My Mission For Ninth Senate Is Not Personal, Says Ndume

A former Senate Leader, Senator Ali Ndume, has said that his ambition to be the Senate president of the ninth Senate is aimed at contributing to the development of the country at a higher level.

Ndume who spoke to journalists in Abuja Wednesday declared that “my mission for the ninth Senate is not personal but is part of what we need to do for the progress of the polity of this country”.

According to him, the Senators-elect are supposed to decide who among them is to lead them “and that is taken care of by Section 50(1) of the Constitution of the Federal Republic of Nigeria”

He acknowledged that he is not the most qualified candidate for the position of Senate president.

“Let me quickly add that it is not to say that I think I am more qualified to be the Senate president. I am not better than them in any way. Most of them were born with silver spoons; I came from a very poor background. My father was not educated. I am the son of nobody that became somebody.

“I am a human being that has rights guaranteed by the Constitution of the Federal Republic of Nigeria, which I won’t compromise.

“Even before I threw my hat into the ring for the Senate president’s seat, my people called on me to go for the position.”

He attributed his vying for the coveted position to three reasons, including being eminently qualified and zoning of the position to North-east where he comes from

“One, I feel I am qualified. Two, I feel I should be given the chance. Three, the zoning was made to North-east deliberately because of the precarious situation that we find ourselves,” he explained.

According to him, the Boko Haram insurgency has inflicted a loss of N9.2 trillion on the North-east and you need somebody who knows where it pinches.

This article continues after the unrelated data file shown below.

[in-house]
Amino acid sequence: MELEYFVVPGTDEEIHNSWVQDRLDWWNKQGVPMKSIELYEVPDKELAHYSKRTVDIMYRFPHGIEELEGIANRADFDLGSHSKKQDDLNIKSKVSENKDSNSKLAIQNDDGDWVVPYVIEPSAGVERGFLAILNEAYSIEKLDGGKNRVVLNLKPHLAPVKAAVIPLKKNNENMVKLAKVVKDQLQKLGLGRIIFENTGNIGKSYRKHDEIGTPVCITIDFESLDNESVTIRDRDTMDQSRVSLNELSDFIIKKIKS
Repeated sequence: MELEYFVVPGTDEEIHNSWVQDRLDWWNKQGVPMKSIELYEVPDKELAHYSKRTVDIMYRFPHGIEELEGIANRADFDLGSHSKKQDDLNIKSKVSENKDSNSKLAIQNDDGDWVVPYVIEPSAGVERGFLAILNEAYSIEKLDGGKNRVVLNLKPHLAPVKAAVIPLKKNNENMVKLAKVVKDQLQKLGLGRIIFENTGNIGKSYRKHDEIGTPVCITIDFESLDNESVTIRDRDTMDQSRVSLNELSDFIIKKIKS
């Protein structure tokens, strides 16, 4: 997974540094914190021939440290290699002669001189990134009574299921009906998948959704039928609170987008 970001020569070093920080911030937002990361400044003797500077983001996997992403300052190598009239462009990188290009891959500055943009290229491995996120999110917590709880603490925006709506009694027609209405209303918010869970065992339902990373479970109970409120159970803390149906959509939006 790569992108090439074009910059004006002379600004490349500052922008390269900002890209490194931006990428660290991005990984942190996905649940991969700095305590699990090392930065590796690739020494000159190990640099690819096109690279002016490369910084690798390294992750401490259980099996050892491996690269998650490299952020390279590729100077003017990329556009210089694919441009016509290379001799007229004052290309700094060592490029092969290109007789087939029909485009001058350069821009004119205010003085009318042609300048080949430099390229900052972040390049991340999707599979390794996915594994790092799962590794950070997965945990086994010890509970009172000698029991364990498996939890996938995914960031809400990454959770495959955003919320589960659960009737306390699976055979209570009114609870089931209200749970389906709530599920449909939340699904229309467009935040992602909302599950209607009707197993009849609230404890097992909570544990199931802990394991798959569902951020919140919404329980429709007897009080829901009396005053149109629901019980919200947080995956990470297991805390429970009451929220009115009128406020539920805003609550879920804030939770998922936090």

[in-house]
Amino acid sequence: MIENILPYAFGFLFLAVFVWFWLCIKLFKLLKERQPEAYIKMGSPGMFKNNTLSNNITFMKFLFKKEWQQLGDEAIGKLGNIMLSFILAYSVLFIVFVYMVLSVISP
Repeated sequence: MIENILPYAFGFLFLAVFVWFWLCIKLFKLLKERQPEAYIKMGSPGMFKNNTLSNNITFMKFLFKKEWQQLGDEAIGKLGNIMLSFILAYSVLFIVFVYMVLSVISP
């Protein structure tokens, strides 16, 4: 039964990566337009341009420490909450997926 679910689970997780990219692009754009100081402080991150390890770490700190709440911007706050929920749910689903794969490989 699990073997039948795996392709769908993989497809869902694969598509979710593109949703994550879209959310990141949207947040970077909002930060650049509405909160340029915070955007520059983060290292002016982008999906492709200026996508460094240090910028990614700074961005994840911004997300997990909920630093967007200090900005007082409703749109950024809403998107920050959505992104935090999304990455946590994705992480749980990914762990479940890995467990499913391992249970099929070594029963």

“We in Borno State are in the epicentre of the Boko Haram destruction. So, it is not like what you will get from the Office of the Senate President but what you can do with it,” he added.

He said as Senate president in this country, “you will be able to globetrot around, and tell people how the problem is because you are in the heart of the problem. You know how it is and how it feels.

“So, if this opportunity is given to us, we have three critical issues in Borno State, particularly and the North-east in general.

“One is the issue of recharging of Lake Chad, which should be taken globally by somebody that knows it; somebody that can explain better to the people.

“Two, the issue of insurgency as I said, had inflicted a N9.2-trillion damage on us. If we are to go by monthly federal allocation and the budget of the state, it will take us ages to recover.

“Right now, you can rightly say that Borno is a failed state. And the only way to bring it back is to have a way. And part of it is because I know and my passion for it because it affects me directly.

“Right now as I am speaking to you, I cannot comfortably drive to my local government. It has no light now because it is not connected. It has no telephone because the insurgents have destroyed the equipment. The ecosystem is destroyed, our schools are closed.

“Secondly, I have been in this place for quite a while. The Senate was intended to be a stabilising institution in the polity. When we came in, the senators were not doing much. I was in the House of Representatives then,” he explained.


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